THOSE WITH AN ecclesiastical bent — or, thanks to Pete Seeger and the Byrds, a rock ’n’ roll penchant — know that for everything there is a season.
These structures understand it viscerally: Town Hall Seattle; the Rainier Arts Center in Columbia City; and two each called “The Sanctuary,” an event venue in West Seattle’s Admiral District, and a luxury townhome complex on Capitol Hill. Designed without overtly religious symbols, these repurposed community gems were built in the early 20th century by members of The Church of Christ, Scientist.
Founded by Boston-based Mary Baker Eddy (1821-1910), the Christian Science movement emerged in 1879 with a mere 26 followers. Eddy’s metaphysical teachings ignited the fastest-growing religion of its time, eventually garnering nearly 270,000 members. Burgeoning congregations enthusiastically erected mostly Classical Revival-style churches nationwide, including in Seattle.
“With the appearance of the edifice for First Church (on Capitol Hill in 1906), Christian Science became more visible on the city skyline,” recounts church historian Cindy Peyser Safronoff, in her 2020 book, “Dedication: Building the Seattle Branches of Mary Baker Eddy’s Church.”
Naturally, local mainline denominations grew wary of the competition. The Rev. Mark A. Matthews, influential pastor of Seattle’s 10,000-strong First Presbyterian Church, lobbed an early slam, labeling Eddy’s teachings “blasphemous, immoral, licentious and murderous.” Despite denunciations, however, Christian Science growth and construction flourished across the city.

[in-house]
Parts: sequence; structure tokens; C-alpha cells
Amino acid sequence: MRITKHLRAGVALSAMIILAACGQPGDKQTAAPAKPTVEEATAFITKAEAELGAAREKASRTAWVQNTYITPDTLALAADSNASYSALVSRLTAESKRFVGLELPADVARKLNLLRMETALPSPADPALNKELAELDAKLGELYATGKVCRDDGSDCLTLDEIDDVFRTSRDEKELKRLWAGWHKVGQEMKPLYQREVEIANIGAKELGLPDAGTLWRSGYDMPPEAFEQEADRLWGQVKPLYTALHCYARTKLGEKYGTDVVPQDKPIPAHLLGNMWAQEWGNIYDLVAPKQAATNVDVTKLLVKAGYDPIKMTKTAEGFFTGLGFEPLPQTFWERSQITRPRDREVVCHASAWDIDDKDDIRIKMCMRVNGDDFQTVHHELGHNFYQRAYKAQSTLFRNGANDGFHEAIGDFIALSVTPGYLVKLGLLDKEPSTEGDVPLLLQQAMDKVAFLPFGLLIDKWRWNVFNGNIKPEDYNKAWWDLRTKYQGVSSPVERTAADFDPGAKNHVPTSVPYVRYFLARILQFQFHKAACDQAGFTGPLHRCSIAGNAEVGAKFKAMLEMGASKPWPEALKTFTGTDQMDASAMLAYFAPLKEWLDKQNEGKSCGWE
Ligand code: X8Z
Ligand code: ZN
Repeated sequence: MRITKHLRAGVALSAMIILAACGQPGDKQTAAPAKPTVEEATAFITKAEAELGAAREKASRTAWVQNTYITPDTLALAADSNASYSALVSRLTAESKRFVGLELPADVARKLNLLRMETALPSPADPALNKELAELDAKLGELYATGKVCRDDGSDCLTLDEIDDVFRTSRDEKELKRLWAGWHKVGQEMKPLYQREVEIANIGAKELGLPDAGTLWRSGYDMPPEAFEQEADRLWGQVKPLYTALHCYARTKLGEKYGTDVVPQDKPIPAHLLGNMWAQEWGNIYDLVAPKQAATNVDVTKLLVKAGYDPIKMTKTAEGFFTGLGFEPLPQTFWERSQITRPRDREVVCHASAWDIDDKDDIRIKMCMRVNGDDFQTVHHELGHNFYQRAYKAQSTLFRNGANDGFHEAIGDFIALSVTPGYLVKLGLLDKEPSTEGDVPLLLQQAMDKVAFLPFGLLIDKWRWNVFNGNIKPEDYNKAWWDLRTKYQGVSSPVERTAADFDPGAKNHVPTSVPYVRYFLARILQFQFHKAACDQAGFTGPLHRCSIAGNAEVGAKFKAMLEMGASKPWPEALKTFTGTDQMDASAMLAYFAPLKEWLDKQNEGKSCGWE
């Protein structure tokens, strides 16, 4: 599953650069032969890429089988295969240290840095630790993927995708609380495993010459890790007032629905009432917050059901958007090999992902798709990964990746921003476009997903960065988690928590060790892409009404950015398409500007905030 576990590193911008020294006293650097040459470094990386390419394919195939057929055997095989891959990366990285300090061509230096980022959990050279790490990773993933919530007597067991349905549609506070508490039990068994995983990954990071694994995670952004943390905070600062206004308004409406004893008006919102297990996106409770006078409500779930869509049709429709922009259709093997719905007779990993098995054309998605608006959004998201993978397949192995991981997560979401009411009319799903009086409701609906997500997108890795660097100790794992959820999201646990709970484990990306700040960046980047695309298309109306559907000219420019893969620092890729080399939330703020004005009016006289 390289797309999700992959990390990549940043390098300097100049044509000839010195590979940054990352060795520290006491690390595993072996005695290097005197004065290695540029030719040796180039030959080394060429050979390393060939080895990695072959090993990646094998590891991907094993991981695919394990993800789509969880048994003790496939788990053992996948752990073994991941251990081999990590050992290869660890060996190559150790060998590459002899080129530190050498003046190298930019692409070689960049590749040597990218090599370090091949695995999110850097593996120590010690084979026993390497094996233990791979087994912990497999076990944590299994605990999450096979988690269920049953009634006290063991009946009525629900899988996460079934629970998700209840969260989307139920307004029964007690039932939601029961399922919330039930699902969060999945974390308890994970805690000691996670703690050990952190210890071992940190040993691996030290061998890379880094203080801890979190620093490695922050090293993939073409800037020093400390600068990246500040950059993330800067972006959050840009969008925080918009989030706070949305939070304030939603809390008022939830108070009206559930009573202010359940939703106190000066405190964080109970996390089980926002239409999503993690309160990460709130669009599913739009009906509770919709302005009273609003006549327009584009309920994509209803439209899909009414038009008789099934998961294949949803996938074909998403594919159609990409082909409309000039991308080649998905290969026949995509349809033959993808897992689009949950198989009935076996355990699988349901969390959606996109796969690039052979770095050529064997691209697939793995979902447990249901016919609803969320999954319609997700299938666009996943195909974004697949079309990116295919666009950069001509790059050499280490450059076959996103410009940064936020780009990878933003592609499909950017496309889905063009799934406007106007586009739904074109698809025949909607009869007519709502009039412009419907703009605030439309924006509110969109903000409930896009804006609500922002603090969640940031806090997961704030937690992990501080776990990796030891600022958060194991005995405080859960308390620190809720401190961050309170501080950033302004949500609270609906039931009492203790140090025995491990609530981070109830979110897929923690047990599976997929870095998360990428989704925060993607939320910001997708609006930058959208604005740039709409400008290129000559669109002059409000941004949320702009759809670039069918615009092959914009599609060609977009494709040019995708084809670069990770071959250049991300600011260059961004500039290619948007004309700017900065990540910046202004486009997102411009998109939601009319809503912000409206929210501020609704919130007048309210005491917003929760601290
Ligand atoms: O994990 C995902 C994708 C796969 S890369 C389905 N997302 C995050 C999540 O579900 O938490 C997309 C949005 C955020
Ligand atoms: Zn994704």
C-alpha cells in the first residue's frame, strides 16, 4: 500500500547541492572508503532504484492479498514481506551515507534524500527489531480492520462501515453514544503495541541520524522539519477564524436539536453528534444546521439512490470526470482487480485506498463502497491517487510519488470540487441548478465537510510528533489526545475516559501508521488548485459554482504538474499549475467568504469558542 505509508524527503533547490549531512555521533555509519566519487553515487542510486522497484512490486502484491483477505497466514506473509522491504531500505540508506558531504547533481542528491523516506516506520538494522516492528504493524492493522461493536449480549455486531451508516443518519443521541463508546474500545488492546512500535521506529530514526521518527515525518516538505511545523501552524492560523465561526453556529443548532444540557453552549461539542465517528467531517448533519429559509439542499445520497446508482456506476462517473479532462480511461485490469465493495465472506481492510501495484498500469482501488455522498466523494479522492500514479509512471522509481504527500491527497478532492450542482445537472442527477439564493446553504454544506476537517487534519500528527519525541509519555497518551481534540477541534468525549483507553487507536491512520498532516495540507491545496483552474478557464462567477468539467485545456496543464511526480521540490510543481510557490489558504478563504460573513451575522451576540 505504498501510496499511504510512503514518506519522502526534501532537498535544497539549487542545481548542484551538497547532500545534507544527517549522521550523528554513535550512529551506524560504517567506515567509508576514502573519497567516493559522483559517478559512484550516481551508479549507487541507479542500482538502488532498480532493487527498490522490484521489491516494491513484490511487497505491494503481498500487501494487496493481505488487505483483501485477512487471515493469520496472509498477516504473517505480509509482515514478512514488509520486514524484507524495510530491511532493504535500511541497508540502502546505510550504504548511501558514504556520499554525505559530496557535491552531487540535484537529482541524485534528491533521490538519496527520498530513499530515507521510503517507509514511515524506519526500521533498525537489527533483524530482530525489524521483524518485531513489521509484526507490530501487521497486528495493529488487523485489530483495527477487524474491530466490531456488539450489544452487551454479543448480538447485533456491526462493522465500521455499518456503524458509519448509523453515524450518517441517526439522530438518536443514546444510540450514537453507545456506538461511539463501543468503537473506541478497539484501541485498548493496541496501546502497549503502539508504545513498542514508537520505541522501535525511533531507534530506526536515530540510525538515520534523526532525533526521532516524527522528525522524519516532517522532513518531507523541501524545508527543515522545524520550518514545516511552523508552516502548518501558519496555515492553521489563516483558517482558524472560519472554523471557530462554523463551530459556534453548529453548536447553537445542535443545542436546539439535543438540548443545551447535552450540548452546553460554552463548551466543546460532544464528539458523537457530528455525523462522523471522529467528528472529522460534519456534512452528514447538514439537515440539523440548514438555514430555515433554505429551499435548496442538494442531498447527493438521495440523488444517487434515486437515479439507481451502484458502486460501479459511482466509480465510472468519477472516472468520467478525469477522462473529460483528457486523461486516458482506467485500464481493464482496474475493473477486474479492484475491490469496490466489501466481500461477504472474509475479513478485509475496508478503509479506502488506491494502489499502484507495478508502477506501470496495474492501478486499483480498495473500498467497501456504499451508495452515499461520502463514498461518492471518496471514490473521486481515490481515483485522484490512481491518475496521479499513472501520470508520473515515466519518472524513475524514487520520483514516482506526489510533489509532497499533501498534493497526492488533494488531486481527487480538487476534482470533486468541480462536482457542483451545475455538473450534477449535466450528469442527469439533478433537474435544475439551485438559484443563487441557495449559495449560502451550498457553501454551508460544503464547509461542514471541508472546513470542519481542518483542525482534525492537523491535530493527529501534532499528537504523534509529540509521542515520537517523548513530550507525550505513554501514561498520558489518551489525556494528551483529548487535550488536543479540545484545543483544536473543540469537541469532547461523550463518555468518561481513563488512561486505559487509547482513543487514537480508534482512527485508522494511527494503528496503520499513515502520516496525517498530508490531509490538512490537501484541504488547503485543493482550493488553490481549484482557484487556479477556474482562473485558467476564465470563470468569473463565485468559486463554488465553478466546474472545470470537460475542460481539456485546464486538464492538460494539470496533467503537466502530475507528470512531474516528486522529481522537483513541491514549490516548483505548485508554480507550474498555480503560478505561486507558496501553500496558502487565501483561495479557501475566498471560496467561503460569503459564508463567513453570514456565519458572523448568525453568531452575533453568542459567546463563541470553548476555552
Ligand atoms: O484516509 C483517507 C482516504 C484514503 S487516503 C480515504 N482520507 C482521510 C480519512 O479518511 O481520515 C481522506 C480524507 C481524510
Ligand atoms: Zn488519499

Within a hundred years of its founding, Christian Science joined many other churches in turn-turn-turning to a fallow period. Dwindling congregations scarcely could afford upkeep of their “sacred spaces” while land values soared.
Case in point: the former Third Church of Christ, Scientist, shown in this week’s “Then” photo. Designed by Portland architect George Foote Dunham and completed in 1922, it was sold in 2006, the congregation trusting that the new owner — celebrity-attracting megachurch Churchome (then City Church) — would keep the structure intact.
But it is up for sale again, this time with a recently granted demolition permit, raising preservationists’ ire. “Replacing this elegant contributor to the historic Olmsted boulevard would be criminal,” says Larry Kreisman, former Historic Seattle program director. “It’s a perfect candidate for adaptive reuse as a lecture and concert hall or as a community center.”
More such spaces soon might be lost. Churches and other institutions in similar straits, suggests Kreisman, should partner with preservation organizations. “The solution,” he says purposefully, “is creative thinking, brainstorming and a willingness to explore alternative paths.”
Because there’s also a season for preservation.